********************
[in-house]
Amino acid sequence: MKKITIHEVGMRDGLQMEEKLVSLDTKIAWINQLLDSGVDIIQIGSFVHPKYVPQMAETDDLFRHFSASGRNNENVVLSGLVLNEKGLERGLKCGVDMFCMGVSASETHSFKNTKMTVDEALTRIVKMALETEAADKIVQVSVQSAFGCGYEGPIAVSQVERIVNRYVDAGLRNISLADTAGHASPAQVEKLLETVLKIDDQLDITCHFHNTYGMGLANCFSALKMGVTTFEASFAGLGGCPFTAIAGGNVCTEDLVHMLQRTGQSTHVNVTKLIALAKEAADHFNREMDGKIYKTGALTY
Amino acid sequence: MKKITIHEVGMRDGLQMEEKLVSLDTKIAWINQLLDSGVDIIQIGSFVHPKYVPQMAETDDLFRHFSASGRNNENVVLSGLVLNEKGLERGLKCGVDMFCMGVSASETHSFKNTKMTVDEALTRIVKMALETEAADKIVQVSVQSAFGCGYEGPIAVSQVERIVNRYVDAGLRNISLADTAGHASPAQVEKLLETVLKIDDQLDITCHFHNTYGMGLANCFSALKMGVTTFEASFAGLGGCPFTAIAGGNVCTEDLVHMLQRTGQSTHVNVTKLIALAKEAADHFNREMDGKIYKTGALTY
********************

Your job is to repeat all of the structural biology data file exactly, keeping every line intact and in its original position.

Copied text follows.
[in-house]
Amino acid sequence: MKKITIHEVGMRDGLQMEEKLVSLDTKIAWINQLLDSGVDIIQIGSFVHPKYVPQMAETDDLFRHFSASGRNNENVVLSGLVLNEKGLERGLKCGVDMFCMGVSASETHSFKNTKMTVDEALTRIVKMALETEAADKIVQVSVQSAFGCGYEGPIAVSQVERIVNRYVDAGLRNISLADTAGHASPAQVEKLLETVLKIDDQLDITCHFHNTYGMGLANCFSALKMGVTTFEASFAGLGGCPFTAIAGGNVCTEDLVHMLQRTGQSTHVNVTKLIALAKEAADHFNREMDGKIYKTGALTY
Amino acid sequence: MKKITIHEVGMRDGLQMEEKLVSLDTKIAWINQLLDSGVDIIQIGSFVHPKYVPQMAETDDLFRHFSASGRNNENVVLSGLVLNEKGLERGLKCGVDMFCMGVSASETHSFKNTKMTVDEALTRIVKMALETEAADKIVQVSVQSAFGCGYEGPIAVSQVERIVNRYVDAGLRNISLADTAGHASPAQVEKLLETVLKIDDQLDITCHFHNTYGMGLANCFSALKMGVTTFEASFAGLGGCPFTAIAGGNVCTEDLVHMLQRTGQSTHVNVTKLIALAKEAADHFNREMDGKIYKTGALTY